For some parents, spanking is the easiest way to discipline their children. However, the easiest doesn't necessarily mean the best. A new study showed that children who are repeatedly spanked by their parents are more likely to experience anti-social behavior, aggression, cognitive difficulties and life-long mental health problems.
Researchers Finds Damning Evidence Against Spanking
In a new study published in the Journal of Family Psychology, researchers from the University of Michigan and the University of Texas analyzed 75 different studies which spanned 50 years and involved 150,000 children. The researchers claimed it was the most thorough analysis on spanking to date.
"This is a wide swath of children and the findings are incredibly consistent," lead researcher Dr. Elizabeth Gershoff shared to CBS News. "This shows there is a correlation between spanking and negative outcomes and absolutely no correlation between spanking and positive outcomes."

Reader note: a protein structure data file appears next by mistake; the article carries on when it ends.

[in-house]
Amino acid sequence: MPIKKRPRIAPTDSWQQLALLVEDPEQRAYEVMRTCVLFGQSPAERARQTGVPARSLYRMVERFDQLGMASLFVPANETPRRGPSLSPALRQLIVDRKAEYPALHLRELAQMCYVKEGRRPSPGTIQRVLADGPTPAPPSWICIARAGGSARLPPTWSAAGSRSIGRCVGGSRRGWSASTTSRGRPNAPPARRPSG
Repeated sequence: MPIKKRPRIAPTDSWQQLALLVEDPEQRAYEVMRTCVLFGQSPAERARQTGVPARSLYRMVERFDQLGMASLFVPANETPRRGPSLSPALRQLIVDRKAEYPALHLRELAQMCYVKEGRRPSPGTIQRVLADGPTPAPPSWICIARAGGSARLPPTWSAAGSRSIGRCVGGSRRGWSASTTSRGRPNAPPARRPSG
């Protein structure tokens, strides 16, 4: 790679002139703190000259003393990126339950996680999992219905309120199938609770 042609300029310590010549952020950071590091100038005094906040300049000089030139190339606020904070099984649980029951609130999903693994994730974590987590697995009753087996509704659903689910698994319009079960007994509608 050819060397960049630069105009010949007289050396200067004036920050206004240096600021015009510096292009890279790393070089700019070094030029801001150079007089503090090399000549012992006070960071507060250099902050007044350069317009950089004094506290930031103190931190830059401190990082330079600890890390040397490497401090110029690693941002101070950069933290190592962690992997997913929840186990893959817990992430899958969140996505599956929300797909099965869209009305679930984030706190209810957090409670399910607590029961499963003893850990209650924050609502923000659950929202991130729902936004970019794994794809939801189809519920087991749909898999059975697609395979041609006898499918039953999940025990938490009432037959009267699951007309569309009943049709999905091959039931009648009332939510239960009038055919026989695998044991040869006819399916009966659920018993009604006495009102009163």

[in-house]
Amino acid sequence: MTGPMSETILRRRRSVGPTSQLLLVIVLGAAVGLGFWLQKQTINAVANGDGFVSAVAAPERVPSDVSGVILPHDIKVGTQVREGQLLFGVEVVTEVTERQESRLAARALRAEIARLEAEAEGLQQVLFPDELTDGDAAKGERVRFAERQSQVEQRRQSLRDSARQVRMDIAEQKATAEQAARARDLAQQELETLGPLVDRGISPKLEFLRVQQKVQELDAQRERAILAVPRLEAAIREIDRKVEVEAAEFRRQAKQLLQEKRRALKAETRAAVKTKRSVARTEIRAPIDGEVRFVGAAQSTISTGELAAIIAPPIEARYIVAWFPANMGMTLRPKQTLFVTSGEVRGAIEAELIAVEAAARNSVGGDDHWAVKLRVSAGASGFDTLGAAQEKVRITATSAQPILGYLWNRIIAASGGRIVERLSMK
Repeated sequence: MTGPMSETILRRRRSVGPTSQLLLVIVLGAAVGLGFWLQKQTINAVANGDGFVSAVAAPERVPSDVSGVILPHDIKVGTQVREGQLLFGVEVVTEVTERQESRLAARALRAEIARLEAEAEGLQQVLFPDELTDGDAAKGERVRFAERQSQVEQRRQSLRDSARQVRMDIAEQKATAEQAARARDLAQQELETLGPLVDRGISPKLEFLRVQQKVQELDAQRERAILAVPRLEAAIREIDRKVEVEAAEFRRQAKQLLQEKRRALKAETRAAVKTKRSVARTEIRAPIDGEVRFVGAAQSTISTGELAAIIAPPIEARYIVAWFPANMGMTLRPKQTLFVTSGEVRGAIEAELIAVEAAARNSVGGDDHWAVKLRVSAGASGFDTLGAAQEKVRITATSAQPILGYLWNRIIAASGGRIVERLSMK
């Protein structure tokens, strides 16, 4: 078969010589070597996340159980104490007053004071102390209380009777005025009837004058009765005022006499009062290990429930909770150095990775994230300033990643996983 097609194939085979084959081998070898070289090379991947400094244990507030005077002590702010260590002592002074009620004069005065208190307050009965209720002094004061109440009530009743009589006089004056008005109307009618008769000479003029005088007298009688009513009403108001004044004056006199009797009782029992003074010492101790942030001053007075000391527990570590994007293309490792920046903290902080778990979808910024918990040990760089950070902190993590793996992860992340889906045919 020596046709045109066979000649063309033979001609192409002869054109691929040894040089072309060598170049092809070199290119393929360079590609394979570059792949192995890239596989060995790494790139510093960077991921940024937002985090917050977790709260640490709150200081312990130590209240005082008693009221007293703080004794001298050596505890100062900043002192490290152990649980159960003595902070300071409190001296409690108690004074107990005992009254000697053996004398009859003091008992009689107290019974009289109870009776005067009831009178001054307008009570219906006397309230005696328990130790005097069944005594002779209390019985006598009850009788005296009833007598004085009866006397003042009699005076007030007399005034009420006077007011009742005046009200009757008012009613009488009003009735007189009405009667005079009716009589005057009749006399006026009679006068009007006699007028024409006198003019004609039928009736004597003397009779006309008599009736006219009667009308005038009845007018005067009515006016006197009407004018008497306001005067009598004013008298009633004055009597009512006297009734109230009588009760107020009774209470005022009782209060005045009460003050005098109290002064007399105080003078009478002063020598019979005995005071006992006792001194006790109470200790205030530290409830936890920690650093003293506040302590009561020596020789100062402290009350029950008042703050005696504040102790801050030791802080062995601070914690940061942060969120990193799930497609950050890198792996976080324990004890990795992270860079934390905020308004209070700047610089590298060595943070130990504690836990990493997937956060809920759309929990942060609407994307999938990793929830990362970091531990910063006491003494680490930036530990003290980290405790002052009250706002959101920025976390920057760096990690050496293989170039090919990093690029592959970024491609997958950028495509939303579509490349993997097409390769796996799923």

Spanking Runs In The Family
Researchers also found that the more children are spanked, the more likely they were to use physical punishment to discipline their own children. This goes to show that the culture of violence is passed down from generation to generation.
"Our society is becoming increasingly violent and angry; we should try to do everything possible to minimize that culture around our children," said Dr. David Pollack of the Children's Hospital of Philadelphia. "Discipline is derived from the word 'disciple' or teacher, and our goal is to teach kids right from wrong, to have them always engage with others in a positive and productive way."
Think Before You Spank
A report from the United Nations International Children's Emergency Fund noted that 80 percent of parents around the world employ physical abuse practices at home. Gershoff argued that despite its prevalence, there has been no clear evidence that spanking causes anything positive for children. On the contrary, spanking has been shown in numerous studies to harm the overall development of children.
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